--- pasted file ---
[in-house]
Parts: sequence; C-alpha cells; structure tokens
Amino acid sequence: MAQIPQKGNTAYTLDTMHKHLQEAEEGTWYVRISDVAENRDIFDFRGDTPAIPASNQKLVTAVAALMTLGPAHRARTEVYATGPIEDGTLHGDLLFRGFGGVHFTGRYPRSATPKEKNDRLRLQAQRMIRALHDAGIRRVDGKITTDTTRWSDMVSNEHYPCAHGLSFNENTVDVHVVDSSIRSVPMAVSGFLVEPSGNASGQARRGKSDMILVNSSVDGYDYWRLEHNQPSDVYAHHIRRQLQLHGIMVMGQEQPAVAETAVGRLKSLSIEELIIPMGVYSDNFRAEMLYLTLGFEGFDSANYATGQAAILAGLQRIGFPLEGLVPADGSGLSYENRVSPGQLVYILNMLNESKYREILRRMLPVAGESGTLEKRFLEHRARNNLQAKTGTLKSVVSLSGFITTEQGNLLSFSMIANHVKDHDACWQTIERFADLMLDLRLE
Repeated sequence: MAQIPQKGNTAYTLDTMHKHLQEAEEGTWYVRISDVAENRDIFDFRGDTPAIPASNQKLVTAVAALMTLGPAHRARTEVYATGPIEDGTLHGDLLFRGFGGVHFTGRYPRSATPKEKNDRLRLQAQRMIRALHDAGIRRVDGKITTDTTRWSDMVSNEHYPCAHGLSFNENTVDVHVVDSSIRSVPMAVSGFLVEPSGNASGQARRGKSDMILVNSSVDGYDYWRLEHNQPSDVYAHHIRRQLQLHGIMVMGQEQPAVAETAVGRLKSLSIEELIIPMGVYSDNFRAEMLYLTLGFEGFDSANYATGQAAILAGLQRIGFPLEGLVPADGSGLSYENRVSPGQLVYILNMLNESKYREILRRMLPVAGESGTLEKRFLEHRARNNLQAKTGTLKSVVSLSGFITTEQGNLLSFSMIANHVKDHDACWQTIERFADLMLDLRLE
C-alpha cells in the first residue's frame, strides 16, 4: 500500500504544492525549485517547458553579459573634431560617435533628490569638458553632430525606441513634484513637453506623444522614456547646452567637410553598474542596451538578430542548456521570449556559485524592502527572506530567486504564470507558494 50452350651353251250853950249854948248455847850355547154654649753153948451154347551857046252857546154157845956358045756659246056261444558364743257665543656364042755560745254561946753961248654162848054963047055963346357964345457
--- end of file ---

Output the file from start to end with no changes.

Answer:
[in-house]
Parts: sequence; C-alpha cells; structure tokens
Amino acid sequence: MAQIPQKGNTAYTLDTMHKHLQEAEEGTWYVRISDVAENRDIFDFRGDTPAIPASNQKLVTAVAALMTLGPAHRARTEVYATGPIEDGTLHGDLLFRGFGGVHFTGRYPRSATPKEKNDRLRLQAQRMIRALHDAGIRRVDGKITTDTTRWSDMVSNEHYPCAHGLSFNENTVDVHVVDSSIRSVPMAVSGFLVEPSGNASGQARRGKSDMILVNSSVDGYDYWRLEHNQPSDVYAHHIRRQLQLHGIMVMGQEQPAVAETAVGRLKSLSIEELIIPMGVYSDNFRAEMLYLTLGFEGFDSANYATGQAAILAGLQRIGFPLEGLVPADGSGLSYENRVSPGQLVYILNMLNESKYREILRRMLPVAGESGTLEKRFLEHRARNNLQAKTGTLKSVVSLSGFITTEQGNLLSFSMIANHVKDHDACWQTIERFADLMLDLRLE
Repeated sequence: MAQIPQKGNTAYTLDTMHKHLQEAEEGTWYVRISDVAENRDIFDFRGDTPAIPASNQKLVTAVAALMTLGPAHRARTEVYATGPIEDGTLHGDLLFRGFGGVHFTGRYPRSATPKEKNDRLRLQAQRMIRALHDAGIRRVDGKITTDTTRWSDMVSNEHYPCAHGLSFNENTVDVHVVDSSIRSVPMAVSGFLVEPSGNASGQARRGKSDMILVNSSVDGYDYWRLEHNQPSDVYAHHIRRQLQLHGIMVMGQEQPAVAETAVGRLKSLSIEELIIPMGVYSDNFRAEMLYLTLGFEGFDSANYATGQAAILAGLQRIGFPLEGLVPADGSGLSYENRVSPGQLVYILNMLNESKYREILRRMLPVAGESGTLEKRFLEHRARNNLQAKTGTLKSVVSLSGFITTEQGNLLSFSMIANHVKDHDACWQTIERFADLMLDLRLE
C-alpha cells in the first residue's frame, strides 16, 4: 500500500504544492525549485517547458553579459573634431560617435533628490569638458553632430525606441513634484513637453506623444522614456547646452567637410553598474542596451538578430542548456521570449556559485524592502527572506530567486504564470507558494 50452350651353251250853950249854948248455847850355547154654649753153948451154347551857046252857546154157845956358045756659246056261444558364743257665543656364042755560745254561946753961248654162848054963047055963346357964345457